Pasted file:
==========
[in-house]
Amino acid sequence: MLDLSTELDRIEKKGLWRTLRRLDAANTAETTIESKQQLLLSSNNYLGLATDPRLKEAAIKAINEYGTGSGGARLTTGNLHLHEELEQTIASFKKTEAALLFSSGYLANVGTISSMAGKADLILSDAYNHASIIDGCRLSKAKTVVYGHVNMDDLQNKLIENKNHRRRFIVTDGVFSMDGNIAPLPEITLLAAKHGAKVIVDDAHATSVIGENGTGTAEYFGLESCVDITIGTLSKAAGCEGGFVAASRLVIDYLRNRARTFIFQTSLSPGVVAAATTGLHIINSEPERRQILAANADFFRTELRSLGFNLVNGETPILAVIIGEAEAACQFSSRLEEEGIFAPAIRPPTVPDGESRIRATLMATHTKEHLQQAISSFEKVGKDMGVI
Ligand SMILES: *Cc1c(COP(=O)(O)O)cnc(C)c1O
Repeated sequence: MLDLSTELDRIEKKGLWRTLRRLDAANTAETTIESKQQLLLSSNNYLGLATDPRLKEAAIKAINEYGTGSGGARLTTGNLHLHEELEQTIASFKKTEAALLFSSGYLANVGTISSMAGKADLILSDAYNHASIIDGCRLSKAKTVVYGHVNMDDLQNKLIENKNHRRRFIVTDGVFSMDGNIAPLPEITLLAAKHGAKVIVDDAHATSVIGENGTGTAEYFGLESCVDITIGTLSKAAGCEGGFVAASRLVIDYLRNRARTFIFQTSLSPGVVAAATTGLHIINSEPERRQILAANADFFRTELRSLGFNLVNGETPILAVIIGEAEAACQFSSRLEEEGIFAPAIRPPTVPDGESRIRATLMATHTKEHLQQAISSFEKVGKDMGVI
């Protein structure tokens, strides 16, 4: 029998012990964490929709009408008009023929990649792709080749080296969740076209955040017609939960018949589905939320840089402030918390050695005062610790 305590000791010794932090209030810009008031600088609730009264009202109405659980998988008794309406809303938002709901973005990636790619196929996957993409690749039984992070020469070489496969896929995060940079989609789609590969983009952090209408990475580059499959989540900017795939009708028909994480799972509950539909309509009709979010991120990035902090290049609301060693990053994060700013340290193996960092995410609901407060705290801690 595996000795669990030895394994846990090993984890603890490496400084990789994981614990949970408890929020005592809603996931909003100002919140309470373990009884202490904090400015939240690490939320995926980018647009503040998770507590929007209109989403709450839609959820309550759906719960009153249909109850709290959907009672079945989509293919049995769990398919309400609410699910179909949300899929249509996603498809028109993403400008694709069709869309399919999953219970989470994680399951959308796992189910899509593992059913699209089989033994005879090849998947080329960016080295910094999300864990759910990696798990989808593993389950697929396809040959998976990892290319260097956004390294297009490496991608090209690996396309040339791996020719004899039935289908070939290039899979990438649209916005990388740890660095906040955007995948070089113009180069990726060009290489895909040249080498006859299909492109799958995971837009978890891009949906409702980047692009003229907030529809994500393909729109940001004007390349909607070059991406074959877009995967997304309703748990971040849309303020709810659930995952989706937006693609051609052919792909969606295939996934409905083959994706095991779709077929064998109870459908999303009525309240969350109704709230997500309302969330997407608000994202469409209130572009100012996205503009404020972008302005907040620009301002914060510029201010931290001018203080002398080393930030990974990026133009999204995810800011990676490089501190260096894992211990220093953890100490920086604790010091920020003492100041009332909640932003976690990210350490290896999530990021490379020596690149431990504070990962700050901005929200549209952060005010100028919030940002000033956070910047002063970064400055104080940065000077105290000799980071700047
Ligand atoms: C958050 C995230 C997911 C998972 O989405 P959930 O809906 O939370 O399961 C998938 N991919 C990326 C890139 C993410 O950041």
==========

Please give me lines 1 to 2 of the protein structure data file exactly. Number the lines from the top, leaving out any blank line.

[in-house]
Amino acid sequence: MLDLSTELDRIEKKGLWRTLRRLDAANTAETTIESKQQLLLSSNNYLGLATDPRLKEAAIKAINEYGTGSGGARLTTGNLHLHEELEQTIASFKKTEAALLFSSGYLANVGTISSMAGKADLILSDAYNHASIIDGCRLSKAKTVVYGHVNMDDLQNKLIENKNHRRRFIVTDGVFSMDGNIAPLPEITLLAAKHGAKVIVDDAHATSVIGENGTGTAEYFGLESCVDITIGTLSKAAGCEGGFVAASRLVIDYLRNRARTFIFQTSLSPGVVAAATTGLHIINSEPERRQILAANADFFRTELRSLGFNLVNGETPILAVIIGEAEAACQFSSRLEEEGIFAPAIRPPTVPDGESRIRATLMATHTKEHLQQAISSFEKVGKDMGVI